Saving Lives through First Aid

For many of the communities we serve, the nearest health center is three hours or more away – a long and dangerous journey in an emergency. So every day, health promoters save lives by providing essential health care, treating preventable illnesses, and dealing with potentially life-threatening situations within their own communities.

Our annual training allows health promoters to refresh their knowledge base and ensure they have the skills to proceed without delay to provide regular care or address emergency situations. During this year’s training, health promoters reviewed First Aid skills, as they are usually the first line of response for accidents and emergencies in their communities. Health promoters learned to properly bandage, suture, and stitch up injuries, and reviewed protocols for referring patients to the hospital when necessary.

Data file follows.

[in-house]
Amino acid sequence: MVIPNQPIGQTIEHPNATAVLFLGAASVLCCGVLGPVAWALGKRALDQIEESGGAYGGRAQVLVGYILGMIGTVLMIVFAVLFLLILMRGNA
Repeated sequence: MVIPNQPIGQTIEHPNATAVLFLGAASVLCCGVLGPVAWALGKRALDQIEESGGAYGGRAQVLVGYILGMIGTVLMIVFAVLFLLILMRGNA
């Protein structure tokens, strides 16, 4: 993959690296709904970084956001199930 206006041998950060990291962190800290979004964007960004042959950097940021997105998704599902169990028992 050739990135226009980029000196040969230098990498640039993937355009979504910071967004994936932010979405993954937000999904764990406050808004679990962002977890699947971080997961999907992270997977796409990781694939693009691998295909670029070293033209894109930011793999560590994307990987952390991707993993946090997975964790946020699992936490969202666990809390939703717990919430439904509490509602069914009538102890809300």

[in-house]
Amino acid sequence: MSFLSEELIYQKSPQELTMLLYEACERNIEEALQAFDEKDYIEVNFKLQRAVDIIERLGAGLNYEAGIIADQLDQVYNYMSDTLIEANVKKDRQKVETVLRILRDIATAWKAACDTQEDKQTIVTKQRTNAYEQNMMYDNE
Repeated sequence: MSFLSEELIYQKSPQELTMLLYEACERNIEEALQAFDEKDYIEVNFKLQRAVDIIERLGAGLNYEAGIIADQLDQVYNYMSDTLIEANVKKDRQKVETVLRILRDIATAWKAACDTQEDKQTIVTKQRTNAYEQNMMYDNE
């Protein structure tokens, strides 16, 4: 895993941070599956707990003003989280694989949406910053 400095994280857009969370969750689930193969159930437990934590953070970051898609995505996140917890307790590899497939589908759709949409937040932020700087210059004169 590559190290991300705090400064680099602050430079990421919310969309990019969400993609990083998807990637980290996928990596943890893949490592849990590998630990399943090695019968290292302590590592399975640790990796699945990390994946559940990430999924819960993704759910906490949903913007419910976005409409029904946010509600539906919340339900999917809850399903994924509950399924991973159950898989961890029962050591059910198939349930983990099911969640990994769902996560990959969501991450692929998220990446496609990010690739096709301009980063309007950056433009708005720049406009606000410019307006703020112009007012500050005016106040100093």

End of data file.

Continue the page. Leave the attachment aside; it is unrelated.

According to Dr. Carlos Escobar, facilitator of the First Aid training, “Promoters apply this knowledge of First Aid very often in their communities. Therefore, it helps to review this subject frequently, so they can respond quickly and efficiently when an emergency arises.” When a health promoter provides First Aid care to someone in need, it can save a life!

Statistics Help Track Our Impact in Numbers and a Step Towards Real-Time Data

Data and statistics are not just numbers on a page for AMOS. They are a crucial tool for tracking our impact, but also help us facilitate a never-ending process of action, reflection, learning, and planning. AMOS health promoters implement life-saving protocols when they examine patients in their homes or at the community clinic. But part of the long-term success of the AMOS model has been the use of data that health promoters document on data-collection forms to evaluate the overall impact of our programs. Some of the key pieces of data they collect include number and types of home visits, documentation of each patient exam, recording the progress and health of pregnant women, and maintaining an updated list of all the people in their community are considered the most vulnerable to preventable causes of death.